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Brotherhood of St Laurence - Working for an Australia free of poverty Brotherhood Update - Research and policy update from the Brotherhood of St Laurence

December 2020

For many Australians this has been a very tough year. As we begin to see signs of recovery from the economic crisis triggered by COVID-19, the Brotherhood of St. Laurence celebrates its 90th anniversary (see What's On). Ending poverty in Australia is not about a quick fix, it takes sustained commitment – something we’re committed to as much now as we when we began.

In this last issue of Brotherhood Update for 2020, we report on our current research and policy work aiming to bring about change that lasts – in the systems that shape vocational training, participation of people with disability, and income support for people who are unemployed.

Find out more on our website at www.bsl.org.au/research.

Please share Brotherhood Update with your colleagues and encourage them to subscribe.

Our best wishes for a safe, refreshing and peaceful break.

REPORT Counting everyone on Newstart

What can daily, event-based data tell us about how many Australians receive unemployment benefits, how consistently and for how long? A study of Newstart Allowance (NSA) data from 2001 to 2016 reveals some significant misunderstandings. For example, while longer-term reliance on NSA is an important policy issue, short-term reliance is underestimated.
Read the report by researchers from the Australian National University, the Brotherhood of St. Laurence and RMIT University

Everyone counts: uncovering patterns of Newstart Allowance (PDF, 634 KB).

INSGHT How vocational training can aid youth recovery from COVID-19

Young woman in overalls cradling kitten

Supporting youth employment in the long-term recovery from the impacts of COVID-19 will require investment in areas such as vocational training that is aligned with emerging labour demands and provides pathways into sustained work.

Read the latest of our COVID-19 Insights, Youth and vocational education and training, by Kira Clarke, Joseph Borlagdan and Shelley Mallett

Catch up on other issues of uur COVID-19 Insights, highlighting how groups of Australians are affected, and proposing policy responses for an equitable recovery.

REPORT The double whammy of youth unemployment and underemployment

Resume and protective mask

The economic crisis brought on by COVID-19 has led to record levels of youth unemployment and underemployment, which had remained high following the GFC. Both young women and young men have been hit hard, though in different ways.

To date, recovery has been mainly in part-time employment. Rebuilding an economy that enables young people to move into decent jobs and gain long-term economic security will require careful, focused investment.

Read our analysis COVID the great disruptor: another blow to youth unemployment (PDF, 262 KB)

Subscribe to our Youth Unemployment Monitor

POLICY Opening up TAFEs to students with disability

Circular array of coloured pencils

Too often, prospective students with disability are required to adapt to existing, siloed systems instead of institutions developing processes that support learners’ needs and connect them with employers and communities. To improve access to TAFE for learners with disability we must shift from a system-centred to a person-centred approach.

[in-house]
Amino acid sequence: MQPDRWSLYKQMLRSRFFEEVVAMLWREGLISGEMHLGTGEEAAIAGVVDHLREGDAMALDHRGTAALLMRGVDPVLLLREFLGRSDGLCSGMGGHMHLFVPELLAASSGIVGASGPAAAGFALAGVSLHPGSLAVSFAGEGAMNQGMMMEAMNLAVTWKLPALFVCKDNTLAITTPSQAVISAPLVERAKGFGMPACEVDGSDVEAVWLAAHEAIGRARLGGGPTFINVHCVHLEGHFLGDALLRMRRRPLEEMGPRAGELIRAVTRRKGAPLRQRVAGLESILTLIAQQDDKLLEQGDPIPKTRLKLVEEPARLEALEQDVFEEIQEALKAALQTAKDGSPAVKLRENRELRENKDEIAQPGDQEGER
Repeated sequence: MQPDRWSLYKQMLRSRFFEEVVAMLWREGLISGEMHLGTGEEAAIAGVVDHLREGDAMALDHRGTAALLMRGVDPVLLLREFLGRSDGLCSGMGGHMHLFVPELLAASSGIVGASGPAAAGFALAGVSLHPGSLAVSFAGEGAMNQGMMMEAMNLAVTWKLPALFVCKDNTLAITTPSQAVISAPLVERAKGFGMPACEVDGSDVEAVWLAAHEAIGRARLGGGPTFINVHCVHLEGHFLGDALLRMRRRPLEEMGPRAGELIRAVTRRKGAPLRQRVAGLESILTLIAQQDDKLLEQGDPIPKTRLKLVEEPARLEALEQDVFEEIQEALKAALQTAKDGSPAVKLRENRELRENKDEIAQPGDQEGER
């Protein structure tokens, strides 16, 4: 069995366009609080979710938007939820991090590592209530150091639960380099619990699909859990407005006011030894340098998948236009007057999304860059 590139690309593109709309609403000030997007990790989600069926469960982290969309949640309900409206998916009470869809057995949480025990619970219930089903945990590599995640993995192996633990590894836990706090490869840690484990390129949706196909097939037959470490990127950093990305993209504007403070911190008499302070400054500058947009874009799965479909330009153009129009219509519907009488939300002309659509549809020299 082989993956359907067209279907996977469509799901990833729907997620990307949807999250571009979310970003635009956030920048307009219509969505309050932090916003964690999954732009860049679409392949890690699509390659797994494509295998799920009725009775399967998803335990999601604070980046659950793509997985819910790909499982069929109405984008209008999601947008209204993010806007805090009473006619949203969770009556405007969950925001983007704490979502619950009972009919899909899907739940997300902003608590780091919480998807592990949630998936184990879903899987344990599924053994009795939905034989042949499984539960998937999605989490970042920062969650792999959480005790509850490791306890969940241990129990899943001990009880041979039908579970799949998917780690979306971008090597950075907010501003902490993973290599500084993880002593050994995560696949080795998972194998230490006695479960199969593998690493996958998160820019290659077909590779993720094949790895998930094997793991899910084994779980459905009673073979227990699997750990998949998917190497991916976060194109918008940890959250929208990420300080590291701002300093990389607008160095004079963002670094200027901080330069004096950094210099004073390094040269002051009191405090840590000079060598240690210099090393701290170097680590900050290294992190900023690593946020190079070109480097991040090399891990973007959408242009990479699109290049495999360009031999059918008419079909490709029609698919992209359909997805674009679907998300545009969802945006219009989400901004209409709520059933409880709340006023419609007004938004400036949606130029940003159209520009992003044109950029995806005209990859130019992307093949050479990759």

Read our Submission to Inquiry into access to TAFE for learners with disability (PDF, 254 KB)

POLICY Aim high for new disability strategy

The next National Disability Strategy must be ambitious, building on the foundations of the NDIS but going further. It must be owned by people with disability and hold both governments and communities accountable for achieving inclusion, equity and empowerment for all.

Read our joint submission with Mission Australia regarding the National Disability Strategy beyond 2020 (PDF, 386 KB)

PAPER How well-planned purchasing can support employment

Man operating machine

Research by RPC team member and 2019 Victorian Parliamentary Library Fellow, Maria Mupenemunda, shows that linking employment policy objectives to public sector procurement has considerable potential, provided certain conditions are met.

Read Maria's paper, The promise of social procurement: leveraging purchasing power to create inclusive employment opportunities, Library Fellowship Paper, Parliamentary Library & Information Service, Parliament of Victoria, Melbourne.

DATA Social exclusion update

High-rise public housing block

More than 1.2 million Australians faced deep social exclusion in 2018, in spite of two decades of overall national prosperity, according to our analysis of Wave 18 data from the annual Household, Income and Labour Dynamics in Australia (HILDA) survey.

Explore more of the findings in our updated Social Exclusion Monitor.

Developed by the Brotherhood of St. Laurence and the Melbourne Institute: Applied Economic and Social Research, the monitor is a way of measuring multiple overlapping kinds of disadvantage as such as unemployment, poor health and inadequate education.

POLICY Compulsion inappropriate for cashless welfare

Banknotes, coins, calculator and notebook

Compulsion is the most harmful feature of income management via the Cashless Debit Card, the Brotherhood of St. Laurence has argued in a joint policy submission with FamilyCare. This feature also puts the policy at odds with Australia’s financial services system, which is based on informed choice.

Read the Joint submission to Senate inquiry into Social Security (Administration) Amendment (Continuation of Cashless Welfare) Bill 2020 (PDF, 176 KB)